If you have 3 wires it's most likely a single fire coil. Meaning one spark per cylinder. A dual fire will typically have two wires and fire both cylinders at the same time, but only one will produce power since it's on the compression stroke and the other cylinder isn't.
Basic coil tests are for Primary and Secondary ohms (resistance) values and I.B. or an Insulation Break meaning you have a short.
Refer to your owners manual for what type of coil you have. Different models have different ohms ranges. This test would be for a typical 3-5 ohms single lead externally grounded coil. You can usually identify an Externally grounded coil as they are grounded by the mounting fixture itself. TOOL REQUIRED - VOLTMETER that will read ohm values 1. DISCONNECT THE BATTERY NEGATIVE CABLE 2. If the coil is in the bike disconnect wires from the two terminals to isolate it. 3. Once you set your Voltmeter scale to ohms connect the red and black leads to each terminal. You should read between 3 and 5 ohms if that is the spec for your bike. You have now tested the primary circuit of your coil. If you read Infinity ohms replace the coil, you have an open circuit or break in your coil winding. 4.Now take your black lead off one terminal and connect it to good ground, battery negative cable or non-painted frame bolt. Your meter should now read 0 or OFL (off line). If you do get a reading here your coil has a break in the insulation and is shorting out. Your only option here is to replace the coil. 5. Repeat step 4. for the other secondary terminal. Red on terminal, black to ground. It should also read OFL.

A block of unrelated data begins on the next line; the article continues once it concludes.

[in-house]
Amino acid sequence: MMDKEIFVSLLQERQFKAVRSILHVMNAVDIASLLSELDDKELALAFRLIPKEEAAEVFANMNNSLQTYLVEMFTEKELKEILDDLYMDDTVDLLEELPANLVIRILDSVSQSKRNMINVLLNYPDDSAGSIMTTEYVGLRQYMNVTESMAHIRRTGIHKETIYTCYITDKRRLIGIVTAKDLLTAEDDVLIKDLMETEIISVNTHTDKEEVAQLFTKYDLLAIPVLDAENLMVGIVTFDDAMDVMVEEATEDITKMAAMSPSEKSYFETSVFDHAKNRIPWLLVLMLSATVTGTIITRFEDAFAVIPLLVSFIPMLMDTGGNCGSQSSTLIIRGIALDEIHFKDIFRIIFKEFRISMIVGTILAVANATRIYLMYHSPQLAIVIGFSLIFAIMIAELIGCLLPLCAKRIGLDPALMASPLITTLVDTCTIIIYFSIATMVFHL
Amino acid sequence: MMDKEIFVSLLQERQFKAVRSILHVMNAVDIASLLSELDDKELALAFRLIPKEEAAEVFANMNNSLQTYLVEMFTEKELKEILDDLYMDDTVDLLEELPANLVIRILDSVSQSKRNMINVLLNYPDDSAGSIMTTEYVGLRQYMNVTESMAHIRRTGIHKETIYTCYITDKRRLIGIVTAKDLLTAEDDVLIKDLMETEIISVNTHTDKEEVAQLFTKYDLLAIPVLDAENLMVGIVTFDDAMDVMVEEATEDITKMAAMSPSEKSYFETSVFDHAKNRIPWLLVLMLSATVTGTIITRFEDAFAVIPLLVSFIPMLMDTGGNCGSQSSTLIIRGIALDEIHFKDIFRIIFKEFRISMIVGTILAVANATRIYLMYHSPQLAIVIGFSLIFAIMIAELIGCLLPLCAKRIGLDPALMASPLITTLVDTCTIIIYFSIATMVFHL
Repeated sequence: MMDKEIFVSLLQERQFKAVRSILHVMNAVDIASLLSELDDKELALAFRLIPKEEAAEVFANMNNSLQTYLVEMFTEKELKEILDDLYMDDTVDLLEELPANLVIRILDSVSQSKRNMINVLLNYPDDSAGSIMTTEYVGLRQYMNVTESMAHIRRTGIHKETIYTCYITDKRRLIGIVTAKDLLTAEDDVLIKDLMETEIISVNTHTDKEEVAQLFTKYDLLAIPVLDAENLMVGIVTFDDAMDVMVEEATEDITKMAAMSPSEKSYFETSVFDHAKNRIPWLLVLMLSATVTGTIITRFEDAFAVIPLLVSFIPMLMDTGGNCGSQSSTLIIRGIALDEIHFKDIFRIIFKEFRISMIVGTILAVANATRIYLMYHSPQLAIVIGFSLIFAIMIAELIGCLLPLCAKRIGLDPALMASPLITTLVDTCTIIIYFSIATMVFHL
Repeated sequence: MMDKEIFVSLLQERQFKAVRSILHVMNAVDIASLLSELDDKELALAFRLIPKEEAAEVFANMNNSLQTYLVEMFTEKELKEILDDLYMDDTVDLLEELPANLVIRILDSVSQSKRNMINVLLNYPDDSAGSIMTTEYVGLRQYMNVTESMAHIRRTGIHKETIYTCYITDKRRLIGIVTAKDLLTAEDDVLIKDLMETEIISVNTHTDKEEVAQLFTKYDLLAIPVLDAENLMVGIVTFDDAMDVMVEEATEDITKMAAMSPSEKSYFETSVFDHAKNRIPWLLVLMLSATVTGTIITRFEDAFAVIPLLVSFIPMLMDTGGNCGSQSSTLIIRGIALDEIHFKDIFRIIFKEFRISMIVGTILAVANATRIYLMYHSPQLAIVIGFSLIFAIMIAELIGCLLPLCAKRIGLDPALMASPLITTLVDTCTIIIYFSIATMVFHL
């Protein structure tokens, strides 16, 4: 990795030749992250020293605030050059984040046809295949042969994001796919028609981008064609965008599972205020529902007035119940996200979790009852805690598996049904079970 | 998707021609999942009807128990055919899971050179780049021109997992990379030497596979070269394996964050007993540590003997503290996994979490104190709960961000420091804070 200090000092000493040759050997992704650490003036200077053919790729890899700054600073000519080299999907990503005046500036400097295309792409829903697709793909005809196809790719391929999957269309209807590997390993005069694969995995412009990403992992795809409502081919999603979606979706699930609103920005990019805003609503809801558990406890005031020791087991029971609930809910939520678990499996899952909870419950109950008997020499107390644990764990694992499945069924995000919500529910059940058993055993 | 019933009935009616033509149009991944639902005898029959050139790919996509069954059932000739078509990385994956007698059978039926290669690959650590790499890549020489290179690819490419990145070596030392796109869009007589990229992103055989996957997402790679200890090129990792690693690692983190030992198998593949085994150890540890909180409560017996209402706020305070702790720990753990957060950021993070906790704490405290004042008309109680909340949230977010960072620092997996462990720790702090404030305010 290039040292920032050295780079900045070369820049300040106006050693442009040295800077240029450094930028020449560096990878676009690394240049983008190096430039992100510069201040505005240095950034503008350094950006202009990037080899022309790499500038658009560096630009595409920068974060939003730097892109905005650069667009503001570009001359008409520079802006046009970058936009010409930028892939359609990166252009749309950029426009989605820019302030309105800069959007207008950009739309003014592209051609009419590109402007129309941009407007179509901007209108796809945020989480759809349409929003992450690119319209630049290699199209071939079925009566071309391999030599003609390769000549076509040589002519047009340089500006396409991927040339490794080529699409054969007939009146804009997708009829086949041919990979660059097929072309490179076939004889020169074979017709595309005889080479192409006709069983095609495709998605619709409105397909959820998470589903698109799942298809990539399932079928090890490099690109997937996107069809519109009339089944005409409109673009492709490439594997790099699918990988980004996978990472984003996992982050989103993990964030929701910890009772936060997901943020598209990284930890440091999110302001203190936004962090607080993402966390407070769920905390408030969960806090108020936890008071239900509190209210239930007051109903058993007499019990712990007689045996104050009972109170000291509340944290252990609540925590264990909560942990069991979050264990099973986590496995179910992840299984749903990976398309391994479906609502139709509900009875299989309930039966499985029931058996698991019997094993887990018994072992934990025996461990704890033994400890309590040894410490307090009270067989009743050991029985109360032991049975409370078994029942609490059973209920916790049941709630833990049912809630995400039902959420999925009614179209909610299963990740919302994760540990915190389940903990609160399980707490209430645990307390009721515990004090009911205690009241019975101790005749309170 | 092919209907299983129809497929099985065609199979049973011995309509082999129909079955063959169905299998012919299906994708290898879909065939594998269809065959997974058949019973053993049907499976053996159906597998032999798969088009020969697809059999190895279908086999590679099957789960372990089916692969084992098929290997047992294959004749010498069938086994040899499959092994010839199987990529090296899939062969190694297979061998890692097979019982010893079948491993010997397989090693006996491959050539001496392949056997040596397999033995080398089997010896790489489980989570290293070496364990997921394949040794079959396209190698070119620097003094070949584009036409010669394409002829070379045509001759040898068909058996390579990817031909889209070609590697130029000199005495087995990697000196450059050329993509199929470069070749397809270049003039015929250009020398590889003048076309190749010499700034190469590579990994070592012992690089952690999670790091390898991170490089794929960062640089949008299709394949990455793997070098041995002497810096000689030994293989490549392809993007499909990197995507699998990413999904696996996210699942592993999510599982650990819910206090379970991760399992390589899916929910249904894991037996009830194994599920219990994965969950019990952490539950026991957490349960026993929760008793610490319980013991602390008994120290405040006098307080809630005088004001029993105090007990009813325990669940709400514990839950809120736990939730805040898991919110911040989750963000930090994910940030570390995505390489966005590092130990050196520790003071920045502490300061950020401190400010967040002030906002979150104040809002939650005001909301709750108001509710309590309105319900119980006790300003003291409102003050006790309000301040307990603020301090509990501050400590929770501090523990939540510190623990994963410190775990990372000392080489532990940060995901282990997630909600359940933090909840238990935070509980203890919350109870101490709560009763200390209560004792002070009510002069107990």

Another quick test option regardless of type of coil is to check Volts going to the coil with battery connected. If you have a 12vdc system and you are getting close to 12vdc at the coil terminal and nothing is coming out of the coil you either have a bad coil or connection.
The coils primary circuit terms. should be labeled "+" and "-". With key on check for 12v @ wire to "coil +" and "coil -" grounds through points. When ground's removed (points open) magnetic field collapses inducing high voltage (spark) in "secondary" circuit.
This is strange. I've been working on Harley's for almost 40 years and I've only run into two bad coils on the later model bikes. Are you using original equipment coils? If so, are you using the correct ones?
Coils come in different varieties for different uses. There are coils made for racing, road use, electronic ignitions, and points type ignitions. The coil you want is for road use with electronic ignition. If you use a digital volt ohm meter and test the resistance of the primary winding of the coil, it should check out at between 3 and 4 ohms. The "primary" winding is the coil of wire inside the coil that goes from one small terminal to the next. Put your DVOM leads on the small terminals, one lead on each terminal, with the meter in "R x 1" position. It should read between 3 and 4 ohms.
If your bike has points in it, your are correct. There is usually a black wire that goes from the points directly to the coil. When the points open, this breaks the circuit and the current through the coil stops. This, in conjunction with the action of the condensor, collapses the magnetic field in the coil's primary circuit wiring. The collapsing magnetic causes and induced high voltage low amperage current in the coils secondary circuit. This the high voltage that produces the spark at the spark plug.